Zambia's education is generally regarded as a basic human right and is vital to the development of a nation. Education empowers people, enabling them to be proactive, to control their lives and broaden economical and social opportunities. The education system in Zambia has suffered a decline over the past two decades as a result of a drop in national revenue, linked to the low copper prices and substantial increase in fuel costs.
Despite this set back the Zambian government has made serious effort to recover and reform the education sector. The Zambian government is committed to the “Millennium Development Goals and Education For All” (EFA) objectives.
The Ministry of Education is supportive of free primary education that has resulted in a massive increase in enrolment. The Government has recognized in the newly created Fifth National Development Plan (FNDP) the role of education in poverty reduction and the need for early childhood education. In addition, the Ministry of Education is fully aware of the needs of orphans and vulnerable children. Though a great deal needs to be done for orphaned children, there is a sound platform to work from.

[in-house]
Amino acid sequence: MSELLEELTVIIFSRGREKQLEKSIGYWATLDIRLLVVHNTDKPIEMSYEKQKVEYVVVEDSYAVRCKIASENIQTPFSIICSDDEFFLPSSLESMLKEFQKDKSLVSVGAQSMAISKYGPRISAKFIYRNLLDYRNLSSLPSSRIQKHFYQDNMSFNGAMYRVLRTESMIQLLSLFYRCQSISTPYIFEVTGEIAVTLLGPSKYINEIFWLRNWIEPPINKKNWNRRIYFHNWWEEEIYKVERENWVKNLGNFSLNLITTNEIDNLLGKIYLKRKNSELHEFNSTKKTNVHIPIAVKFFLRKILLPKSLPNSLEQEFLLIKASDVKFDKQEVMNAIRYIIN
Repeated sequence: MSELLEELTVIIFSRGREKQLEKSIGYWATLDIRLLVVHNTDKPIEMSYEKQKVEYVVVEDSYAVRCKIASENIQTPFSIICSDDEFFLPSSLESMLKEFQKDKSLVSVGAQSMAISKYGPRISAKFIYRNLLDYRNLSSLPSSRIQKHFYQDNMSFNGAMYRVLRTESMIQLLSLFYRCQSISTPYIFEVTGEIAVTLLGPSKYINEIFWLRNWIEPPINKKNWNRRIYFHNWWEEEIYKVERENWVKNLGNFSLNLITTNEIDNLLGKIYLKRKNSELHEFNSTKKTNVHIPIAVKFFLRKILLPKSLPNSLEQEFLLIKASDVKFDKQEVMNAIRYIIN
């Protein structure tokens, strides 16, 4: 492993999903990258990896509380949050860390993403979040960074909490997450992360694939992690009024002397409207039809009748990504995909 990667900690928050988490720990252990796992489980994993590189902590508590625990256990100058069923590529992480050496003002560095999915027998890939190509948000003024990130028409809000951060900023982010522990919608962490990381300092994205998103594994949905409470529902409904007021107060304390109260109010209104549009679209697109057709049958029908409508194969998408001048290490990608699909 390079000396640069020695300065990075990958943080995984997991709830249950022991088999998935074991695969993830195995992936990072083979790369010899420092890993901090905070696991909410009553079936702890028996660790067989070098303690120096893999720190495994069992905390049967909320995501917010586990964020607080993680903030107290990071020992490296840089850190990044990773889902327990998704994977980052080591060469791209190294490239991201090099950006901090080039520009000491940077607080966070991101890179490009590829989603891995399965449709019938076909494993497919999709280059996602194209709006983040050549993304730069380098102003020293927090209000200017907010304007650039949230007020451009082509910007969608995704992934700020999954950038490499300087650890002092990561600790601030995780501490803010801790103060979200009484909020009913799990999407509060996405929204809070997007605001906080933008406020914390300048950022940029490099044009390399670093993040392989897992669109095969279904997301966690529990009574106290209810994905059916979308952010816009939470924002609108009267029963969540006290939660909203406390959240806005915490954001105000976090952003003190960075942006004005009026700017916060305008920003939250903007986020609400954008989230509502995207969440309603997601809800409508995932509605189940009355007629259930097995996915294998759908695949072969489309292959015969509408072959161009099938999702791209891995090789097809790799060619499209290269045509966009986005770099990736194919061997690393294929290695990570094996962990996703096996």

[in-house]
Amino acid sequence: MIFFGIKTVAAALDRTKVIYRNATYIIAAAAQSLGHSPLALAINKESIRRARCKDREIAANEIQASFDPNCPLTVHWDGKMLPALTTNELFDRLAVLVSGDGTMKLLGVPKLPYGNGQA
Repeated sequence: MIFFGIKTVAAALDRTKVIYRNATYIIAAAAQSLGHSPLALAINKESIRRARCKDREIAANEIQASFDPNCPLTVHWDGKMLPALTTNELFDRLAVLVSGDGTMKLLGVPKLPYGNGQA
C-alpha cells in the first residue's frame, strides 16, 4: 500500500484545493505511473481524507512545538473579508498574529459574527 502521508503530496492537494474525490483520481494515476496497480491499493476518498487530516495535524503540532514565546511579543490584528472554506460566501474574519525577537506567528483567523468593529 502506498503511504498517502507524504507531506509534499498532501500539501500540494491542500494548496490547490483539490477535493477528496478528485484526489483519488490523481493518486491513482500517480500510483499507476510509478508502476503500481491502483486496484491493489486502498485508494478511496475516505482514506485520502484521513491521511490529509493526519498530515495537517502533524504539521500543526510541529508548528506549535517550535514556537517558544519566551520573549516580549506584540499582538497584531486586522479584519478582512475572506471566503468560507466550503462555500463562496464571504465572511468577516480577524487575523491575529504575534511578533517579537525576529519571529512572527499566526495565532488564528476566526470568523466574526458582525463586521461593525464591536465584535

The HIV/AIDS pandemic remains one of the most formidable challenges within the country. Unfortunately, there remains a lack of HIV/AIDS education and support services for students and teachers. Teachers are just beginning to come forward for HIV counseling and testing.
Decentralization of the education sector has slowly progressed since 1990. Education Boards for basic schools, high schools and teacher training institutions have been established. These boards, however, do not yet have the full authority to be effective. Zambia despite its reforms in education is still not adequately investing in education. The National Development Plans targets a 4% of the GDP but depends on external sources to reach this target.